Turkey on Monday (6 April) blocked access to Twitter, Facebook and YouTube over the publication of images of a Turkish prosecutor killed by leftist militants during a hostage standoff last week.
The online sites were inaccessible for many users in Turkey, with the Hurriyet newspaper saying that service providers received an order from prosecutors to block those three internet giants as well as other websites.
The authorities set a deadline of four hours for Twitter, Facebook and YouTube to remove the offending content.
Facebook was initially the only one to comply with the deadline and access to the social network was restored accordingly, Tayfur Acarer, head of country’s telecommunications authority (TIB), told Hurriyet.
The ban on Twitter was also lifted later after it also gave in to Turkey’s demand, said Bulent Kentles, the secretary general of the union of Internet service providers (BSE).
However a Twitter source, who did not confirm that the social media platform had complied with Turkey’s demand, said the company planned to appeal the Turkish court order.
Discussions with YouTube were ongoing, Hurriyet quoted Kentles as saying. YouTube.com ran the text of a court ruling on its site saying an “administration measure” had been implemented by TIB.
166 websites blocked
Hurriyet said the order blocked a total of 166 websites which published the images, including Facebook, Twitter and YouTube.
Publication of any material related to the hostage standoff amounted to “terrorist propaganda” inciting people to “hatred and violence” and disturbing the public order, the court ruling read.
The ban was widely circumvented as well as mocked by many of Turkey’s almost 12 million Twitter users, with one user named @BinaShah writing: “Come to Turkey and disconnect (possible new tourism slogan).”
The hashtag #TwitterisblockedinTurkey quickly made it to Twitter’s top world trending topics.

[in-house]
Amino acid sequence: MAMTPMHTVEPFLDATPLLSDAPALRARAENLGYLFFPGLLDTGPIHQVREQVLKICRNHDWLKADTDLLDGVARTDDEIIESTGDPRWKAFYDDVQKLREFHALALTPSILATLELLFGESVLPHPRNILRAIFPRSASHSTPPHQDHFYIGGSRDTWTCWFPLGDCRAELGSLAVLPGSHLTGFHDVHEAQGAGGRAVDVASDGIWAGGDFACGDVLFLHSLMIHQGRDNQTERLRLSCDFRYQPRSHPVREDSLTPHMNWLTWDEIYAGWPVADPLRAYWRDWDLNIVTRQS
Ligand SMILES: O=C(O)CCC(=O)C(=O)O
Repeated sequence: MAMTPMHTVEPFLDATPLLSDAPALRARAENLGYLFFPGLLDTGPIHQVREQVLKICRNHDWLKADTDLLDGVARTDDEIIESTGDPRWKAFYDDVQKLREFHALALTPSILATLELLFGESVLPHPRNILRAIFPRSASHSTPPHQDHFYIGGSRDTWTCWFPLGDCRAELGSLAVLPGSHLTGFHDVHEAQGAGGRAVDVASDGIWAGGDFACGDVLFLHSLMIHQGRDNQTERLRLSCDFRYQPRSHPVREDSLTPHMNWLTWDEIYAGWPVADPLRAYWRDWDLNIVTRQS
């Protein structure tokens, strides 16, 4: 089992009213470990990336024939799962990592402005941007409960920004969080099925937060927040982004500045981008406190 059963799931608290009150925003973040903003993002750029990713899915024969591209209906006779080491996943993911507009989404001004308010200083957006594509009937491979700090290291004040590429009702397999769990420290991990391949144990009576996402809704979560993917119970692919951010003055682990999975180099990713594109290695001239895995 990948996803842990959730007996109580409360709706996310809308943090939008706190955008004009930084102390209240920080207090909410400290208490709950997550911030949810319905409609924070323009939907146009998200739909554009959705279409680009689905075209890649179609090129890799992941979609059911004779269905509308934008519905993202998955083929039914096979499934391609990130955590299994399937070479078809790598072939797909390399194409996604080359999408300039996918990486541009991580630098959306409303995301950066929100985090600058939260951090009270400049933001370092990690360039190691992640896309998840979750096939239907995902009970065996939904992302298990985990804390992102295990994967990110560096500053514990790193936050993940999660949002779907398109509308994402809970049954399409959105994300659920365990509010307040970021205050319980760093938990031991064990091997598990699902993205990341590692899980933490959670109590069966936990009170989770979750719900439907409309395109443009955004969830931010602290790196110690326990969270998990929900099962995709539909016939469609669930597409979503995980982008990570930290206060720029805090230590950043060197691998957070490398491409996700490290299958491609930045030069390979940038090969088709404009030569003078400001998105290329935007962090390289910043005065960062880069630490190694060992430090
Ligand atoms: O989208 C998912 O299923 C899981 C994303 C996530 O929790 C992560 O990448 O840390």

Prosecutor Mehmet Selim Kiraz and his two captors linked to the Marxist Revolutionary People’s Liberation Party-Front (DHKP-C) were killed after a shootout at a courthouse in Istanbul last Tuesday.
The DHKP-C had published pictures showing one of the militants — his face concealed by a scarf with the group’s red and yellow insignia — holding a gun to the hostage’s head in the prosecutor’s offices.
The images were circulated on social media while the siege was going on and were published by several Turkish newspapers as well as news websites.
A day after the standoff, Turkish prosecutors launched a probe into four newspapers for disseminating “terrorist propaganda” after they published the controversial images.
No such freedom anywhere in the world
Turkey’s presidential spokesman Ibrahim Kalin said on Monday that the bans were “to do with the publishing of the prosecutor’s picture”, describing it as “unacceptable”.
“What happened in the aftermath is as sad as the incident itself… There is no such freedom anywhere in the world,” he told a news conference in Ankara.
European Parliament member Marietje Schaake of the Netherlands took to Twitter to condemn the ban as “another disproportionate response restricting press freedom.”
Prime Minister Ahmet Davutoglu had caused controversy after he revealed he had personally denied accreditation to the funeral of Kiraz for media organisations who had used the image of the captive prosecutor.
“Freedom of the press is as important as mourning and respect. Freedom of the press is as important as not playing into the hands of terrorist propaganda,” Davutoglu said.
>>Read: Cold Turkey for Twitter
President Recep Tayyip Erdogan and the ruling Justice and Development Party (AKP) have been repeatedly criticised for using court orders to block critical websites, topping a Google table for content removal requests.
Last year the search engine also accused Turkey of intercepting its Internet domain, redirecting users to other sites.
The government blocked Twitter and YouTube in March 2014 after they were used to spread a torrent of audio recordings implicating Erdogan — then premier — and his inner circle in an alleged corruption scandal.
Turkey’s parliament last month approved legislation to tighten the government’s control over the Internet by allowing it to block websites without prior judicial authorisation, sparking outrage both at home and abroad.
Erdogan has also made no secret of his disdain for social networks, comparing them to a “murderer’s knife” and once famously vowing to “eradicate” Twitter.